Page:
Legal texts are formulated in a specific language called the language of the law. It is a language for special purposes which may be further divided into several sub-languages. In Poland lawyers, as a rule, differentiate (i)
which is the language of statutory instruments and (ii)
used by lawyers. The language of legal texts is often more complex than a colloquial one and thus often difficult to follow for common people. The fact that the language of the law is often misunderstood by citizens leads to many discussions concerning the reform of the language. The question is how such texts should be formulated to meet the following criteria: (i) the language of the law should be understood by text recipients and (ii) at the same time the language of the law should be precise. Some ambiguity, however, may be intentional and may serve certain purposes. Consequently, legal texts are subject to standardization process as a result of which one may observe the increased number of forms introduced to facilitate legal communication in a broad sense.
Authors:Karolina Kaczmarek and Aleksandra Matulewska
This article explores the possibilities of using parallel texts in Polish, Hungarian and English legal translation and legal translation teaching. The authors focus on petitions, a special genre of the legal register, and show that the macrostructure of Polish, Hungarian and English are different: they are composed of the same elements, but these are ordered differently. Polish petitions may be written by lawyers as well as lay persons, thus the language used in them may be both legal and colloquial depending on the author. English petitions are usually executed by lawyers, or they are simply forms which are filled in by claimants. In Hungary a claimant also fills in a form. What may pose serious translation problems is the part called the grounds of the petition, as it may be written in a specialpurpose register or in colloquial language. Despite the differences, parallel texts of petitions in Polish, Hungarian and English provide the translator and trainee translator with more reliable equivalents than dictionaries, and not only for technical terms, but also for phraseological units and formulaic sequences.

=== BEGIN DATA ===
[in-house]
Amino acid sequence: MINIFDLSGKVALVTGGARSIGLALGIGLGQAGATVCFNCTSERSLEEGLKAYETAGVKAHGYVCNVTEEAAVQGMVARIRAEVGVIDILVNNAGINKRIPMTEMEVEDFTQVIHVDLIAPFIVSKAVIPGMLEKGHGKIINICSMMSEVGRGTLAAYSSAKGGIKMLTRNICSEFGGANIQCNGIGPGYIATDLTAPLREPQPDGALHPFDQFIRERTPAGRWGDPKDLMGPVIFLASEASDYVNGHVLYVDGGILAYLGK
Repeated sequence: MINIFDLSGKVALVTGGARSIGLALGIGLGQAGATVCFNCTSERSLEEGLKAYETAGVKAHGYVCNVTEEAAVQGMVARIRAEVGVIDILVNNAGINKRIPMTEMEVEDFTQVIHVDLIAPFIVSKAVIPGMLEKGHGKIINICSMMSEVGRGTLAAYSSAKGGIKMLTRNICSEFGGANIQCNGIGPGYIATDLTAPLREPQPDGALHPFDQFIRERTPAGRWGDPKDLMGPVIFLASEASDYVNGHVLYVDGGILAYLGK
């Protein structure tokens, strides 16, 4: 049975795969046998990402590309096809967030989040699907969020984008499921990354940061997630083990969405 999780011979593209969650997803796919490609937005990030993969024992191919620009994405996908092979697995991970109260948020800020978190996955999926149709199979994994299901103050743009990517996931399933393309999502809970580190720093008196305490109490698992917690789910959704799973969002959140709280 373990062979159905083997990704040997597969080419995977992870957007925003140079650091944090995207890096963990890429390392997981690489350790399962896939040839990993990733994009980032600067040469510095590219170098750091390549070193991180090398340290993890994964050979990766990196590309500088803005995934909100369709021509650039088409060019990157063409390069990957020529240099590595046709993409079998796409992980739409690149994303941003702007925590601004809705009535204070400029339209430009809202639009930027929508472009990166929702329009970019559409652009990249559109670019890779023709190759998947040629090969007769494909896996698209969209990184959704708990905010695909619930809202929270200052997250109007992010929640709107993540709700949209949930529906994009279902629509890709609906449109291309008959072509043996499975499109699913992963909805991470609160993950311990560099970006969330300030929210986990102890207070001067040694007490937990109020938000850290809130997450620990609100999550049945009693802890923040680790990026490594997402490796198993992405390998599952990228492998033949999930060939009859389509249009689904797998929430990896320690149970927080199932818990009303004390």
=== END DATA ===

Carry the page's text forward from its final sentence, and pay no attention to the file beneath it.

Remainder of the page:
Authors:Karolina Kaczmarek, Aleksandra Matulewska and Przemysław Wiatrowski
The authors analyze the structure of imperative clauses in English, Hungarian, and Polish statutory instruments, including the EU ones. The emphasis is put on the exponents of modal meanings used in the above-mentioned three languages. The clauses are analysed from a semantic and syntactic perspective. Grammatical and lexical exponents of deontic modality in English, Hungarian, and Polish are compared. The semantic components constituting modally marked utterances are described.